All posts by Chelsey R. Carter

Chelsey Carter is a Ph.D. candidate in anthropology and master’s in public health candidate at Washington University in St. Louis. Chelsey‘s research interests include race, anti-black racism, gender, incurable illness, disability, embodiment, and narrative medicine in the United States. Her current research examines how illness experiences of people with ALS (amyotrophic lateral sclerosis or “Lou Gehrig’s” disease) are mediated by productions of ALS knowledge especially in relation to race, class and gender using a black feminist anthropology approach. You can find her tweeting at @AudreTaughtMe2

Listen to Black Women…please?

I woke up at 11:01 this morning. I was too tired and too sad to go on a long walk with my pitbull, Nala. But regardless of my physical and emotional state, she still needed to go outside. I struggled with the only decision I make these days: “To wear a bra?” or “Not to ...

Guest Post: The Anthropology Letters, Part 1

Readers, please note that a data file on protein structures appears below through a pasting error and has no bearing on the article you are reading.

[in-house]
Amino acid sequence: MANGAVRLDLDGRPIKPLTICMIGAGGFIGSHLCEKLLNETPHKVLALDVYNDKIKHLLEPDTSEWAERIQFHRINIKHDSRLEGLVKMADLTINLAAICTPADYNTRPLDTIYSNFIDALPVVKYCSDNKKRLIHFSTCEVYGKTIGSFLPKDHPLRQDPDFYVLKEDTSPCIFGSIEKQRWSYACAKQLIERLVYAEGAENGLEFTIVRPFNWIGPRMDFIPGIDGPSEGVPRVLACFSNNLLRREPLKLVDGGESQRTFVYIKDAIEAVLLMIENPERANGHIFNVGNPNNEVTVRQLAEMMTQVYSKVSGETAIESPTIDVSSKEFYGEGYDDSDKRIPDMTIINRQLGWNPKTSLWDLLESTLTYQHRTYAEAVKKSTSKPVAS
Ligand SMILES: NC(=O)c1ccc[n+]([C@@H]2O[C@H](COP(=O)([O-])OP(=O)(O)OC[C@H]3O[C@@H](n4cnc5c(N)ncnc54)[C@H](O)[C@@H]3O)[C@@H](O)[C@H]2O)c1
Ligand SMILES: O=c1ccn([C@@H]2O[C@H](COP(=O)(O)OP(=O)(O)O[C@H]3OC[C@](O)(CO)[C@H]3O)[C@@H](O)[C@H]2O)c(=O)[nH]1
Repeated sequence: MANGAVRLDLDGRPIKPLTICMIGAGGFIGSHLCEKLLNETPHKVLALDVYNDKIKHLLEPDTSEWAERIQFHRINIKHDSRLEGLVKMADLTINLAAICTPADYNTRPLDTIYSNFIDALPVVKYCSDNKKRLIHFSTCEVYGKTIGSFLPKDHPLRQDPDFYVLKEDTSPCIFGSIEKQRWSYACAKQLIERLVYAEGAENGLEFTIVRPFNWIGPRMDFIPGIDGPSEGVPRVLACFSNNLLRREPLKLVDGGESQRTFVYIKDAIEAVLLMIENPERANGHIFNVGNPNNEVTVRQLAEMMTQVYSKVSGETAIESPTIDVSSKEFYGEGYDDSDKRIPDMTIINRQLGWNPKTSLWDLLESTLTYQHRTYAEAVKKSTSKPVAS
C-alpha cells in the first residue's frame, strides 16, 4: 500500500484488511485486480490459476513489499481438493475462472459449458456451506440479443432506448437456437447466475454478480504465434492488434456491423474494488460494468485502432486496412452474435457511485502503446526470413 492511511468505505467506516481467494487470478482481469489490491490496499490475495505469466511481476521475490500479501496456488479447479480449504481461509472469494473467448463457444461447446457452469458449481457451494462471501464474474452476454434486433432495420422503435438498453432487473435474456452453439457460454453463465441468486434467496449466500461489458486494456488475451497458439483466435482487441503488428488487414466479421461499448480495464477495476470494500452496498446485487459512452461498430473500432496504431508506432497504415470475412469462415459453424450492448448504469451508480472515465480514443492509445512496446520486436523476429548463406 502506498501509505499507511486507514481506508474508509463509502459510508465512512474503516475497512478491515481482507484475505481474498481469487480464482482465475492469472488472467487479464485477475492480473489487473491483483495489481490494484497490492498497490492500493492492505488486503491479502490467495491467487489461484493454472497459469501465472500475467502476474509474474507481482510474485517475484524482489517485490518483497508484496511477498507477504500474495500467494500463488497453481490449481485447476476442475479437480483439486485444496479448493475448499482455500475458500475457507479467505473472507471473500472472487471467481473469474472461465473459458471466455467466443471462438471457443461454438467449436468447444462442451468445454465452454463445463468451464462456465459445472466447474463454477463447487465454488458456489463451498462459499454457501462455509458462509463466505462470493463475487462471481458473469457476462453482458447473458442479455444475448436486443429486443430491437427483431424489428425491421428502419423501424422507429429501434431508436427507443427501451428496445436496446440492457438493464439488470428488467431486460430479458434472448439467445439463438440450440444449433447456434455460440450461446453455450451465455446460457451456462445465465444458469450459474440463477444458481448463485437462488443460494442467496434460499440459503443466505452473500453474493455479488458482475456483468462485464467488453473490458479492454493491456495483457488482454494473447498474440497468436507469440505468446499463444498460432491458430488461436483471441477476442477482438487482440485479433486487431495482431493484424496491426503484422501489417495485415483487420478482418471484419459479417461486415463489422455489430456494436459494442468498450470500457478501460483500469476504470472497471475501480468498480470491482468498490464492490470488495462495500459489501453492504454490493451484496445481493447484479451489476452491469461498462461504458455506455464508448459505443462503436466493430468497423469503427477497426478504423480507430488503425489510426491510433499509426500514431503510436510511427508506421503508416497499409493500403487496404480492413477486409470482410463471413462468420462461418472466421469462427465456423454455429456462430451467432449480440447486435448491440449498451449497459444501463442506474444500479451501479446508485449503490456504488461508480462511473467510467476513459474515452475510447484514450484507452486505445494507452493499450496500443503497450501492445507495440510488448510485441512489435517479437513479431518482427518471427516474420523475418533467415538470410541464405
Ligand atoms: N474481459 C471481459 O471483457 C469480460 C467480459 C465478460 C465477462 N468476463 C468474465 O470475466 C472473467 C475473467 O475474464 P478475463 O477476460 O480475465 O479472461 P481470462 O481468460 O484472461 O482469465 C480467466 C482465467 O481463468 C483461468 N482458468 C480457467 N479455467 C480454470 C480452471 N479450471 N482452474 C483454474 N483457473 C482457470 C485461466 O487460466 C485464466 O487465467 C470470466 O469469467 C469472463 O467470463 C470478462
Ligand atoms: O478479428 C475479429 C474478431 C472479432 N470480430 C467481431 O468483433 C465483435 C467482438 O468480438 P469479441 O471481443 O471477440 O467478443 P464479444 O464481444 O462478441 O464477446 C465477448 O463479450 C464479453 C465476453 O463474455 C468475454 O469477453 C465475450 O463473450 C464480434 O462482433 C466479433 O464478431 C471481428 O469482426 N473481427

[Footnotes is excited to present a guest post by Bailey Duhé. Bailey J. Duhé is a Ph.D. student in cultural anthropology at the University of Colorado Boulder. She studies racial fluidity, generational trauma, and Blackness(es) with Creoles of color in New Orleans, Louisiana (which is also where she is from). Her writing has appeared in Museum Anthropology and ...

Guest Post: On Not Looking Like an Expert: Being Black and Doing Research in Africa, White People’s Historical and Theoretical Turf

[Footnotes is excited to present a guest post by Ampson Hagan. Ampson Hagan is a PhD candidate in anthropology at the University of North Carolina, Chapel Hill and is currently living in Niger. He studies race-encoded idioms of healthcare deservingness and Black migrants' subjectivities around humanitarian care in the Sahara. His writing has appeared in Africa ...